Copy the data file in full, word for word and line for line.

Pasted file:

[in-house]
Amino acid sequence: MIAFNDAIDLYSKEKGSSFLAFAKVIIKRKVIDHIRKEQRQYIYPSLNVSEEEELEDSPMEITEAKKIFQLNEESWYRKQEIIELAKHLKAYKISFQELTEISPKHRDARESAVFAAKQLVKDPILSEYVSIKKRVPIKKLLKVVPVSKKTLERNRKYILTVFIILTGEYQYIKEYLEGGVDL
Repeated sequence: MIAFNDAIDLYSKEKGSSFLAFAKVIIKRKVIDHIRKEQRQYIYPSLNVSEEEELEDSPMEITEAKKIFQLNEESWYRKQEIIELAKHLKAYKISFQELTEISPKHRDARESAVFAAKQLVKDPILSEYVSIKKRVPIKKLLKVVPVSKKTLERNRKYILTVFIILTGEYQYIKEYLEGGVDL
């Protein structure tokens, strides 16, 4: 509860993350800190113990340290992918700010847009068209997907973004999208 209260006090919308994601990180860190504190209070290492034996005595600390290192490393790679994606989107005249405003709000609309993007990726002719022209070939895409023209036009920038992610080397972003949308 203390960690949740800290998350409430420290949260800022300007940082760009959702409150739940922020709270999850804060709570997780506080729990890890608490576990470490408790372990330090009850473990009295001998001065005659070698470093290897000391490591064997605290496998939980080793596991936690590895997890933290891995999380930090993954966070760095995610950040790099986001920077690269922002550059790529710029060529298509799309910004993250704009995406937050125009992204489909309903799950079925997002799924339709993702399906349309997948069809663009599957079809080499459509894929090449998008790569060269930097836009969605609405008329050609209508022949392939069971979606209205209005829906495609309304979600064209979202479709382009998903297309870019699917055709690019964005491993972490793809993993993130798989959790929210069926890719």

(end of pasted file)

[in-house]
Amino acid sequence: MIAFNDAIDLYSKEKGSSFLAFAKVIIKRKVIDHIRKEQRQYIYPSLNVSEEEELEDSPMEITEAKKIFQLNEESWYRKQEIIELAKHLKAYKISFQELTEISPKHRDARESAVFAAKQLVKDPILSEYVSIKKRVPIKKLLKVVPVSKKTLERNRKYILTVFIILTGEYQYIKEYLEGGVDL
Repeated sequence: MIAFNDAIDLYSKEKGSSFLAFAKVIIKRKVIDHIRKEQRQYIYPSLNVSEEEELEDSPMEITEAKKIFQLNEESWYRKQEIIELAKHLKAYKISFQELTEISPKHRDARESAVFAAKQLVKDPILSEYVSIKKRVPIKKLLKVVPVSKKTLERNRKYILTVFIILTGEYQYIKEYLEGGVDL
């Protein structure tokens, strides 16, 4: 509860993350800190113990340290992918700010847009068209997907973004999208 209260006090919308994601990180860190504190209070290492034996005595600390290192490393790679994606989107005249405003709000609309993007990726002719022209070939895409023209036009920038992610080397972003949308 203390960690949740800290998350409430420290949260800022300007940082760009959702409150739940922020709270999850804060709570997780506080729990890890608490576990470490408790372990330090009850473990009295001998001065005659070698470093290897000391490591064997605290496998939980080793596991936690590895997890933290891995999380930090993954966070760095995610950040790099986001920077690269922002550059790529710029060529298509799309910004993250704009995406937050125009992204489909309903799950079925997002799924339709993702399906349309997948069809663009599957079809080499459509894929090449998008790569060269930097836009969605609405008329050609209508022949392939069971979606209205209005829906495609309304979600064209979202479709382009998903297309870019699917055709690019964005491993972490793809993993993130798989959790929210069926890719």